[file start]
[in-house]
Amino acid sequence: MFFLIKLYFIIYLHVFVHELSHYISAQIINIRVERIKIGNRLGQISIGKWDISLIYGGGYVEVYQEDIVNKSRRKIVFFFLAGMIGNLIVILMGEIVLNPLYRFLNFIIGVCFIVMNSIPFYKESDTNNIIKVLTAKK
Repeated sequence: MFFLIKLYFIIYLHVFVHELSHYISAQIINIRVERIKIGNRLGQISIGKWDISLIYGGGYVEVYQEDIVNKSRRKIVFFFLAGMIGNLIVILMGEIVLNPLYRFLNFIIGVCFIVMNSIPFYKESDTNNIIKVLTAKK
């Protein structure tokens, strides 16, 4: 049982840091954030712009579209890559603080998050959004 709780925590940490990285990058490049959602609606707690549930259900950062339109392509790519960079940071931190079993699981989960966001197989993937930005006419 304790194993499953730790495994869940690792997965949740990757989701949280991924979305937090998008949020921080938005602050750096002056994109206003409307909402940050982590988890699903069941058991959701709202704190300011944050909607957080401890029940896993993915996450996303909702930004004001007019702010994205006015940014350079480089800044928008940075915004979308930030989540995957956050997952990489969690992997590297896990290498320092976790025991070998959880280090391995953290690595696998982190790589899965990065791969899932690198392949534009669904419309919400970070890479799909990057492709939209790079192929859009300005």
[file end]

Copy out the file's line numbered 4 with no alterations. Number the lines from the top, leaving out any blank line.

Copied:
């Protein structure tokens, strides 16, 4: 049982840091954030712009579209890559603080998050959004 709780925590940490990285990058490049959602609606707690549930259900950062339109392509790519960079940071931190079993699981989960966001197989993937930005006419 304790194993499953730790495994869940690792997965949740990757989701949280991924979305937090998008949020921080938005602050750096002056994109206003409307909402940050982590988890699903069941058991959701709202704190300011944050909607957080401890029940896993993915996450996303909702930004004001007019702010994205006015940014350079480089800044928008940075915004979308930030989540995957956050997952990489969690992997590297896990290498320092976790025991070998959880280090391995953290690595696998982190790589899965990065791969899932690198392949534009669904419309919400970070890479799909990057492709939209790079192929859009300005």